Speaking of the remains of Midway Gardens, several Sprites were save and now live at Taliesin West! Two of them live outside FLLW’s living quarters and have been painted. (The Sprites are my absolute favorite)!

I took lots of photos during the morning Insights Tour, which I have shared for your viewing pleasure.  Photos are encouraged with the exception of inside the working studio. Taliesin West is the winter home to the Frank Lloyd Wright School of Architecture and also houses the Frank Lloyd Wright Foundation.




A. W. Gridley House

Name: A. W. Gridley House

Location: 605 North Batavia Road, Batavia, Illinois

Year Built: 1906

Style: Prairie Style

Website: http://flwright.org/researchexplore/wrightbuildings/gridleyhouse

After my visit to the P.D. Hoyt House in Geneva, IL, I searched for FLW’s other sites located in the region. Hailing from the south side of Chicago, the (north?)western suburbs of Chicago have always been a mystery to me.  I located the A. W. Gridley House on the map and went on my way. Driving south on Route 31, I wasn’t entirely sure what to expect, but knew what to look for, a Prairie Style house.  Route 31 follows the Fox River so it is easy to be distracted by the beautiful landscape and river views, but no fear, the A. W. Gridley House cannot be missed.

The A. W. Gridley House is located in Batavia, IL, a western suburb of Chicago, just west of the P.D. Hoyt House in Geneva, IL. The A. W. Gridley House was built by FLW in 1906. It was named the “Ravine House” by FLW himself. The house sat on 15 acres with a wildflower ravine on the south side of the property.

The house now sits on a modest lot, but nothing close to the original 15 acres. It sits up on top of a gently sloping hill providing views of the Fox River across the street. I can only imagine the views this house hosted in 1906 when it stood by itself on 15 acres.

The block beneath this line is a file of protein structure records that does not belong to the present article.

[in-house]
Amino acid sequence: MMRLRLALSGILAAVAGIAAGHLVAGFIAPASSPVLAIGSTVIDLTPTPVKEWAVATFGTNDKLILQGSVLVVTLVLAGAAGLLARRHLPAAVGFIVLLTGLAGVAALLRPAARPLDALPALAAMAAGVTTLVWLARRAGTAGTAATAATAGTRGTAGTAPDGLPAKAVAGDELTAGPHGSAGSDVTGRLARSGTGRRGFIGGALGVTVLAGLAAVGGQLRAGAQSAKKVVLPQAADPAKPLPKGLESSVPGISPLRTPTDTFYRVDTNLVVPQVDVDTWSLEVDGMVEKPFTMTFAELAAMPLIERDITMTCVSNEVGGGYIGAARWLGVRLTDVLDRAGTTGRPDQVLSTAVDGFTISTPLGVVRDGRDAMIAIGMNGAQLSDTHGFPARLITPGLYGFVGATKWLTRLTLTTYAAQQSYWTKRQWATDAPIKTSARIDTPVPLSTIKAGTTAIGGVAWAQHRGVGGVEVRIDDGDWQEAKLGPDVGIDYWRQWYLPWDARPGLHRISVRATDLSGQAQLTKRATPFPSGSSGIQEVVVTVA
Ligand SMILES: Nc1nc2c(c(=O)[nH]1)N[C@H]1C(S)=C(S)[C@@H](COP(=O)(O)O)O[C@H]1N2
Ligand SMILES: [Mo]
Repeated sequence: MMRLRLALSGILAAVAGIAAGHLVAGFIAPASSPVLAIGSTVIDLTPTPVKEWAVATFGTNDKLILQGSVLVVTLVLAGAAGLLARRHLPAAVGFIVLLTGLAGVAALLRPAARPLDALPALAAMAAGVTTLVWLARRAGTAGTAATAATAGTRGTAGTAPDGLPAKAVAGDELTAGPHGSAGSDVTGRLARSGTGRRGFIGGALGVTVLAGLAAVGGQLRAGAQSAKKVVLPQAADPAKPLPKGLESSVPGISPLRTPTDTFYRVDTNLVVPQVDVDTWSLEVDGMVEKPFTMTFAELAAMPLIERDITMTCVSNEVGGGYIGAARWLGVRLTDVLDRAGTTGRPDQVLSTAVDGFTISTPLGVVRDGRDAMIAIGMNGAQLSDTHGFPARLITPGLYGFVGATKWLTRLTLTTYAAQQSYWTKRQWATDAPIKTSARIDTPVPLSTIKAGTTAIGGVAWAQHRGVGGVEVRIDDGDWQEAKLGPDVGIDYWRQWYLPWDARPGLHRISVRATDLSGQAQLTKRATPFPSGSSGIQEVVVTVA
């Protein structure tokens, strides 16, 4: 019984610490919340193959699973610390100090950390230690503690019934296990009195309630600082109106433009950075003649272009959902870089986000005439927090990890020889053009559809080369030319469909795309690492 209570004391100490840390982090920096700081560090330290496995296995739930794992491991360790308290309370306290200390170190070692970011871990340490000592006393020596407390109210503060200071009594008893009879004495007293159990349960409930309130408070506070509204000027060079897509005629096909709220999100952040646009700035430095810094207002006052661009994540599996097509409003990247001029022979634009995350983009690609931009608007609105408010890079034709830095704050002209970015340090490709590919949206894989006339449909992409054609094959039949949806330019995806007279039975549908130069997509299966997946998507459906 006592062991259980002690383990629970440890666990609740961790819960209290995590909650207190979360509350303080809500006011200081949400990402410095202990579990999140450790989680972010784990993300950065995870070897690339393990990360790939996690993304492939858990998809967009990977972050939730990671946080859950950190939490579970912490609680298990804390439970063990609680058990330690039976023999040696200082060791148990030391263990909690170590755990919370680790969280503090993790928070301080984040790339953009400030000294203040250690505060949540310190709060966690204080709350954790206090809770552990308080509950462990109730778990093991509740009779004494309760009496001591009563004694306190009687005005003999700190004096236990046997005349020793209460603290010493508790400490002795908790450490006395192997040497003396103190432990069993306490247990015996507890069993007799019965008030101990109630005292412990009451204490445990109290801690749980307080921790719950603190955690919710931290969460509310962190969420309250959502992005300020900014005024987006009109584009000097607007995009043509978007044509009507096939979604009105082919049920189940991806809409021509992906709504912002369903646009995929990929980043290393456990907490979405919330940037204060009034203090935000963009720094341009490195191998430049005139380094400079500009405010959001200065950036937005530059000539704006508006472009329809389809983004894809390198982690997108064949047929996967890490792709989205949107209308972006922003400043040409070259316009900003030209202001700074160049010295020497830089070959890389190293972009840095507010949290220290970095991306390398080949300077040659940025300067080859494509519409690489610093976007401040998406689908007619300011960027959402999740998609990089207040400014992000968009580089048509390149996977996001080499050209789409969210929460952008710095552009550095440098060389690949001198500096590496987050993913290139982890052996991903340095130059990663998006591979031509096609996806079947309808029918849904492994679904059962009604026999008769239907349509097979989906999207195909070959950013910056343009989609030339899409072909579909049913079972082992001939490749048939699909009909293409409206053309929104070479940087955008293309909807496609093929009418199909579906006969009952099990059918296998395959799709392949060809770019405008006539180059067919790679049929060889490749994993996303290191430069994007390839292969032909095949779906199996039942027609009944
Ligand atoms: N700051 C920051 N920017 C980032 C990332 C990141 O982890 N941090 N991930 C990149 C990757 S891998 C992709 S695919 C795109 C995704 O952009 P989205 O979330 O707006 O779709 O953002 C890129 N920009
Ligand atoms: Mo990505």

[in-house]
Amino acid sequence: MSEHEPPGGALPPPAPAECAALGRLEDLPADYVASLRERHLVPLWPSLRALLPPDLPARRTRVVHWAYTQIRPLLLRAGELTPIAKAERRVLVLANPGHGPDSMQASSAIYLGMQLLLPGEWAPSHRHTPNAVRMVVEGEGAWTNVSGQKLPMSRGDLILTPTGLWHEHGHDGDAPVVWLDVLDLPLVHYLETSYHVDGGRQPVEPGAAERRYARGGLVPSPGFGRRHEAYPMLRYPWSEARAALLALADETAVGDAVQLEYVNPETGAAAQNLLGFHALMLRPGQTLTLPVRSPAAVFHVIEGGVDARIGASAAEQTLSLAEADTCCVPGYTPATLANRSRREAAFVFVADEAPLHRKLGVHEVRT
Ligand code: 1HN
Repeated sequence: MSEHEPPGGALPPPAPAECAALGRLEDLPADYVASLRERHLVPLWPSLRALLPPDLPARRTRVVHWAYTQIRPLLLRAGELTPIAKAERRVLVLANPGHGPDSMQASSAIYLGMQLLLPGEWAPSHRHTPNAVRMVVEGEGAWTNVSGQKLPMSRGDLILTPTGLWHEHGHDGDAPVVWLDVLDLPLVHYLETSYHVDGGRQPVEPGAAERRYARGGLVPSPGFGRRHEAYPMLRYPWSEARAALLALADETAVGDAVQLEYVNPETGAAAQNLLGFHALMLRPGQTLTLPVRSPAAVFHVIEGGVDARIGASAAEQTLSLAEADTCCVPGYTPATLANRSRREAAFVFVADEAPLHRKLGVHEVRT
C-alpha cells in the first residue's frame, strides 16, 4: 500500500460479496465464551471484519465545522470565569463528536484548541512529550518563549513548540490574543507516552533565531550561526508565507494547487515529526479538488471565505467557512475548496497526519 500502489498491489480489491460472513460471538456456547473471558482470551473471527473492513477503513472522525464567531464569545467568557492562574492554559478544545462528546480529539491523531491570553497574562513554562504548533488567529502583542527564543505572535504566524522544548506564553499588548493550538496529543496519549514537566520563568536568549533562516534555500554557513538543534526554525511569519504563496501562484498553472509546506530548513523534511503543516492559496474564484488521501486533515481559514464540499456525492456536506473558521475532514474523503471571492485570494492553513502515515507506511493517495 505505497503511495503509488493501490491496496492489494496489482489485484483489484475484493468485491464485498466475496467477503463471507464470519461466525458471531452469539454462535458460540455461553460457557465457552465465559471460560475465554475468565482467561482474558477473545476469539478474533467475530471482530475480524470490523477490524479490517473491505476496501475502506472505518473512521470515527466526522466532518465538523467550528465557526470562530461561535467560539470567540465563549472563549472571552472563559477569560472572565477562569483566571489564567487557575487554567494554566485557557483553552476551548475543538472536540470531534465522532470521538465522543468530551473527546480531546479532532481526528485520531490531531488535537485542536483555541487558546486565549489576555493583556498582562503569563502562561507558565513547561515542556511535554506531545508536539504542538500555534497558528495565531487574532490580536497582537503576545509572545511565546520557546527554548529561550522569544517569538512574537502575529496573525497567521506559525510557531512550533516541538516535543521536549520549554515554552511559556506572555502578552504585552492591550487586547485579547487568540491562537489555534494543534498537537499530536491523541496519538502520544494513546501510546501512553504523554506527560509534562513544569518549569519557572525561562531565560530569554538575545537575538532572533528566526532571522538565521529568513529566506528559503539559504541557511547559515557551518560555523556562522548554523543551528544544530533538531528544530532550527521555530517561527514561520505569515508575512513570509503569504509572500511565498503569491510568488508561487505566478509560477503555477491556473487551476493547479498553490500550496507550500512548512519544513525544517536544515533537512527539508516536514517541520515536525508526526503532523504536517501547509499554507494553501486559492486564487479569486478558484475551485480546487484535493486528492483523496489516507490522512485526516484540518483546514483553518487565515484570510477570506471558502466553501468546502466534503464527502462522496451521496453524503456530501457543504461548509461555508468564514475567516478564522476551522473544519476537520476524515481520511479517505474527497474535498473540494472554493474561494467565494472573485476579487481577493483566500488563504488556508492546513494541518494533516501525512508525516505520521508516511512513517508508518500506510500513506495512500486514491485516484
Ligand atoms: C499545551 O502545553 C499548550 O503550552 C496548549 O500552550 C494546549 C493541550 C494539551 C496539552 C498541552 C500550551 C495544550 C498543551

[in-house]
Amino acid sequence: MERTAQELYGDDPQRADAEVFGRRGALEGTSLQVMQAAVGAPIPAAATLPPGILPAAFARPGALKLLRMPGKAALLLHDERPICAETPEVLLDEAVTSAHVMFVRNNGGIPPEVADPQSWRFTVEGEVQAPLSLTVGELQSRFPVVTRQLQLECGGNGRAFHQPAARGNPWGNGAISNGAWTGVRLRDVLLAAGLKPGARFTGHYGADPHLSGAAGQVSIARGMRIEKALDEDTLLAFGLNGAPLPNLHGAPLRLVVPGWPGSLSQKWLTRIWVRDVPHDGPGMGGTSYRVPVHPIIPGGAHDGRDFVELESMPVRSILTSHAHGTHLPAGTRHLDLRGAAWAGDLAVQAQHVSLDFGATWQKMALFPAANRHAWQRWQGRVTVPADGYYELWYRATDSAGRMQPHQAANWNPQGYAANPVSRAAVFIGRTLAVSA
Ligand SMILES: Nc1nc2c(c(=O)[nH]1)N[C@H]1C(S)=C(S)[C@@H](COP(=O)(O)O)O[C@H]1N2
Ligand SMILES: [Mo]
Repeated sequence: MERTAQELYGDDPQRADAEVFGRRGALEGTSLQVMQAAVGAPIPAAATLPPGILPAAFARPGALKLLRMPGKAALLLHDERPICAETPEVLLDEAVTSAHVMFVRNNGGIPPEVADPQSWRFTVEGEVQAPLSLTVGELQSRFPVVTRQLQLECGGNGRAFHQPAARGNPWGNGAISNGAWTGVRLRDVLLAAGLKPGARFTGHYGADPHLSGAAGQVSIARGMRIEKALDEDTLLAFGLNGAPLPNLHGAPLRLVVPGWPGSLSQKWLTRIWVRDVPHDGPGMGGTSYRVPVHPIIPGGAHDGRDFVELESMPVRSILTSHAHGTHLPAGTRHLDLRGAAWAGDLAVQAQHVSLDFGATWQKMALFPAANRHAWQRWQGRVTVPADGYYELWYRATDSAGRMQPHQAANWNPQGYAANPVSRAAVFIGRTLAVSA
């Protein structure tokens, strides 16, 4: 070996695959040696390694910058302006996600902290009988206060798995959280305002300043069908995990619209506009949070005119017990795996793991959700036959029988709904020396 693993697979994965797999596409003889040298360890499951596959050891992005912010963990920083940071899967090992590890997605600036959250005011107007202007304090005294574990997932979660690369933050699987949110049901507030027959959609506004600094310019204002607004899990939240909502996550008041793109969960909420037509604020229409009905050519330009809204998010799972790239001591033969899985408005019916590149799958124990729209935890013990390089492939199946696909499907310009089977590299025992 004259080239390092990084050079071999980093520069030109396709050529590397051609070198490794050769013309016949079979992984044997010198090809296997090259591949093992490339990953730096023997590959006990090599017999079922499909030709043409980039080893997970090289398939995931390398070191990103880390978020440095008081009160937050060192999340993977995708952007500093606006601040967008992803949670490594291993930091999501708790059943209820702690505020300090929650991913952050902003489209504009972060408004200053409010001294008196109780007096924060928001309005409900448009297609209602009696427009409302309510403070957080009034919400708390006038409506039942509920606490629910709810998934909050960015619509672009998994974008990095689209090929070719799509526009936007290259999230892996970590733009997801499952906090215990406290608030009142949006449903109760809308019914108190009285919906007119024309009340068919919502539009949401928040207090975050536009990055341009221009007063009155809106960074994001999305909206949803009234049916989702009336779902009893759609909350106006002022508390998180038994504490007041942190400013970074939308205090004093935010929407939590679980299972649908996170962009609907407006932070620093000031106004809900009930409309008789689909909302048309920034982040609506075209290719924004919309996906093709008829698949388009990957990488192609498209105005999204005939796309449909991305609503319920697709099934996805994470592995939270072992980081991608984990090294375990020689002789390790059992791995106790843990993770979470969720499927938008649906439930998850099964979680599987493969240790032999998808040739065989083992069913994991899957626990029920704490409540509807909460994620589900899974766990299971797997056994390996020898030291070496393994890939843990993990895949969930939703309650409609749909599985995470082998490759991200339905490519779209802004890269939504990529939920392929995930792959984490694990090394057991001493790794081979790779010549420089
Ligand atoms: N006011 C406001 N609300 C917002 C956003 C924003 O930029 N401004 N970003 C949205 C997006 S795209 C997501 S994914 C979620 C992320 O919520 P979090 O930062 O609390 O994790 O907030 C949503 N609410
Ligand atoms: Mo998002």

HINT: If you are traveling south on Route 31, you may miss the infamous FLW side porch with overhanging eaves due to the less than modest speed limit and distracting river views.  I recommend turning on Timber Trail and parking your car.  There is a sidewalk that runs between the house and Route 31 providing visitors with a guilt free viewing area of the A. W. Gridley House. There is also a historic sign commemorating the house and site, paying tribute to Mrs. Gridley.

The front of the house boasts a beautiful front porch area. I imagine once the doors to the porch are open, the outside floods the inside, as FLW must have intended. The house shape is similar to a crucifix formation which can be found in other FLW Prairie Style house designs.

The Prairie Style house my father designed and built also has a crucifix design formation; I remember him pointing this out to me as a child and not understanding the significance, but now I understand. He was paying tribute to FLW while building his own Prairie Style house.

I tried to find additional information on Mrs. A. W. Gridley, but unfortunately, this information is not as easy to find. From what I gathered, Mrs. A. W. Gridley met FLW through her connection with Mr. P. D. Hoyt. Like most FLW homeowners, Mrs. A. W. Gridley suffered financial difficulties and only lived in the house a short time.